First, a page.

“Somebody I know went to Mexico and all I got was this lousy swine flu!” So goes a crass joke gracing some new t-shirt designs.
But Mexicans aren’t laughing. As these tourist t-shirts illustrate, the country isn’t just battling the physical effects of swine flu but the psychological ones as well.
While the H1N1 virus appears to have originated in either the US or Mexico, most attention has focused south of the US border where more illnesses and deaths have been reported. Some in the US have even taken to calling the virus “the Mexican flu,” using it as an excuse to stoke anti-immigrant fervor.
And the humiliation hasn’t stopped there. Discrimination has spread across the globe as quickly as the virus itself. In Paris, airport employees have refused to touch luggage coming off Mexican planes, while in China, authorities have forced healthy Mexican travelers into quarantine, delivering food to their hotels like they were hostages under siege.
With such negative attention focused on his country, Mexican President Felipe Calderon lashed out on Sunday against those “acting out of ignorance and disinformation” and implementing “discriminatory measures.”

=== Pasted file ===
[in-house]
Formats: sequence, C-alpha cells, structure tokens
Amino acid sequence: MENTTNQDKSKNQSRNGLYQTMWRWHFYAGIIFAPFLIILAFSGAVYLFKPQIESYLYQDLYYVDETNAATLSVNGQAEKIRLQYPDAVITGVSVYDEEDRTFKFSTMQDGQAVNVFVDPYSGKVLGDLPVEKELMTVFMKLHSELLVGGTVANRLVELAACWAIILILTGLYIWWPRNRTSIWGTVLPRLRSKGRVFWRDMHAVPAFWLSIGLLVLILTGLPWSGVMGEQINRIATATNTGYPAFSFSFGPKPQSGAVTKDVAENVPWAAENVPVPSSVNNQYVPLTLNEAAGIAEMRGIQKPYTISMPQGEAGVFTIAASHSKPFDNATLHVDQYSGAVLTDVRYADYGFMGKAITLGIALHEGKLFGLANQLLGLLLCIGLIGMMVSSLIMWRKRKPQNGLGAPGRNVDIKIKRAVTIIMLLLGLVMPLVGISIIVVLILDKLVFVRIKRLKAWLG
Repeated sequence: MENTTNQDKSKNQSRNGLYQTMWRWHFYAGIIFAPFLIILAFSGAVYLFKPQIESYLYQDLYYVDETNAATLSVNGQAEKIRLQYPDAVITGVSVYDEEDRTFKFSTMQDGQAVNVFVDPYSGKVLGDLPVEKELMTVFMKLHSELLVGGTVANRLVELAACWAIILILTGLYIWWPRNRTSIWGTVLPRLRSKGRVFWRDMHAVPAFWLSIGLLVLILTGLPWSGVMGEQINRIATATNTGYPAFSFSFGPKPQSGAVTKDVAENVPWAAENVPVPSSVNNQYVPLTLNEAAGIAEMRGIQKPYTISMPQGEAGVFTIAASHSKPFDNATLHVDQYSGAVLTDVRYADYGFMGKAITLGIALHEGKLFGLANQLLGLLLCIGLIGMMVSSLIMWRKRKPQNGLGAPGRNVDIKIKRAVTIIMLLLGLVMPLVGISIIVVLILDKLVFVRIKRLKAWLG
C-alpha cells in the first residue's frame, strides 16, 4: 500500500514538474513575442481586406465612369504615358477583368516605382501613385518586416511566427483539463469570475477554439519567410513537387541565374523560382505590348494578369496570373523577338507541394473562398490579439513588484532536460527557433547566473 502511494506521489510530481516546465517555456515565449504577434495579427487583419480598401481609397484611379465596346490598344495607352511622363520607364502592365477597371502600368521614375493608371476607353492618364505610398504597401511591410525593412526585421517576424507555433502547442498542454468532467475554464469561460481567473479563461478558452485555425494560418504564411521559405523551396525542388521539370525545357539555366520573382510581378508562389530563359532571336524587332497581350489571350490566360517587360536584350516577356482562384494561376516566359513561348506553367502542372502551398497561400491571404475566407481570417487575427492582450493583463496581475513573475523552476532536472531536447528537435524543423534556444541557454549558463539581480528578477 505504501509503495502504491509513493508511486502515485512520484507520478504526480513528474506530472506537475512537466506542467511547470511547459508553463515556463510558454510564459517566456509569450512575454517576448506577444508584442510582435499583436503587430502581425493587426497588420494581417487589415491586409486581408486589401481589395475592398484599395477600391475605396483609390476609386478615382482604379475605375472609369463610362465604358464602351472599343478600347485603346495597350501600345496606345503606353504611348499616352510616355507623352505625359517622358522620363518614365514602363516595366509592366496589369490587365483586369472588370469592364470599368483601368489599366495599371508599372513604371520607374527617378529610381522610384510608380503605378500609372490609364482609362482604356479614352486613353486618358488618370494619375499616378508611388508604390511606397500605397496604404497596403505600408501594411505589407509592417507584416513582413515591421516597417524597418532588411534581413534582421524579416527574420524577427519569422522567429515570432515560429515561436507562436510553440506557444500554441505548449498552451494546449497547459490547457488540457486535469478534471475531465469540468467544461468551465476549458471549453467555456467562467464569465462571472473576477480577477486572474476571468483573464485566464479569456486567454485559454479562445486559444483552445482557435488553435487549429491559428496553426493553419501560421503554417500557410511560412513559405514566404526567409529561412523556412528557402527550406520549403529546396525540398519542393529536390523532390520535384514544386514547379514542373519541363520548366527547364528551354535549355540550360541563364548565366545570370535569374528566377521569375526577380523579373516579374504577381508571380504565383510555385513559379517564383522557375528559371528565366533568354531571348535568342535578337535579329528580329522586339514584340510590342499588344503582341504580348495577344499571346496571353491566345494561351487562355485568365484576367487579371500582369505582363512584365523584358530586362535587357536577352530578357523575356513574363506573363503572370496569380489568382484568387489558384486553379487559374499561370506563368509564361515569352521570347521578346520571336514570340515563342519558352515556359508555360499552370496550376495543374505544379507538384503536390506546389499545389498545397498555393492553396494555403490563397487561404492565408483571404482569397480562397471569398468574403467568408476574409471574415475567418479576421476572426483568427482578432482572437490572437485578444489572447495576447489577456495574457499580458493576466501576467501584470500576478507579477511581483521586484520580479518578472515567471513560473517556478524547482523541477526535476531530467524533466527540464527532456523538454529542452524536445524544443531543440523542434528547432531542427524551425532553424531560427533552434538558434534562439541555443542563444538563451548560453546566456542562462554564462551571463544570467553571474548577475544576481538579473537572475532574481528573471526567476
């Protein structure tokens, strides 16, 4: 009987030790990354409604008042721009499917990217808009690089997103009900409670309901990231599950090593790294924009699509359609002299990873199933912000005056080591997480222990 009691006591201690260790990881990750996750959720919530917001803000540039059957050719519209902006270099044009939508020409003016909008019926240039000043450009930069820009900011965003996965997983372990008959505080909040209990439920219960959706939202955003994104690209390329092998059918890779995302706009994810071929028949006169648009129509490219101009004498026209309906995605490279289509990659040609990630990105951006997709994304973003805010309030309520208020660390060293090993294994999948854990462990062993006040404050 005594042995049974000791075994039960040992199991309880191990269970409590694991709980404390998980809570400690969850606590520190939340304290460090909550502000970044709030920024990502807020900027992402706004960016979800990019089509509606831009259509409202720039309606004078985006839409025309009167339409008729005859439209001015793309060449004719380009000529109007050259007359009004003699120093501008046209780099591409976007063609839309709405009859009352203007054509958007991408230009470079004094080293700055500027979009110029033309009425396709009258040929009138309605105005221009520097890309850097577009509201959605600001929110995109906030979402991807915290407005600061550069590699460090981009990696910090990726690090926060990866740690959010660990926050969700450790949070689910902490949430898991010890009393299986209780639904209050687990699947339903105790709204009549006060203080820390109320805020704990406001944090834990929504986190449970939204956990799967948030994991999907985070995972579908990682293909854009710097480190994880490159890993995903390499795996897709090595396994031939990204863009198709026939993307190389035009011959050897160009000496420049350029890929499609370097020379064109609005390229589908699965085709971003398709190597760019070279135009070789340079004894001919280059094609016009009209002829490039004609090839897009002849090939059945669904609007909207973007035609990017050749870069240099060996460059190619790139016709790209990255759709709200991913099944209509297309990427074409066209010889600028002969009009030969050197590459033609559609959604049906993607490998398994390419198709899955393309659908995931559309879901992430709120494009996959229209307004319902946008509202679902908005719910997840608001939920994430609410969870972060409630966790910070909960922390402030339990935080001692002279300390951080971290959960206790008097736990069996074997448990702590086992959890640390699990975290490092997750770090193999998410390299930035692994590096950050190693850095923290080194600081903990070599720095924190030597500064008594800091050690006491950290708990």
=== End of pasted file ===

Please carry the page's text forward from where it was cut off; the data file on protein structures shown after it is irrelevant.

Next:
While abhorrent, the stigma stinging Mexicans is no surprise. This kind of scapegoating is an unfortunate – but not unexpected – element of infectious disease epidemics that is often used to stoke pre-existing prejudices, according to experts.
“It’s fear of people we do not know or who look different,” said Dr. Howard Markel, a medical historian at the University of Michigan and author of When Germs Travel: Six Major Epidemics That Have Invaded America Since 1900 and the Fears They Have Unleashed. “You take the fear of the unknown that already exists and then combine that with a real or perceived threat that is contagious disease, and it’s explosive.”
While the swine flu threat is proving to be more perceived than real, how will fear-mongering manifest the inevitable next time around – especially when we’re facing down something more insidious than the flu?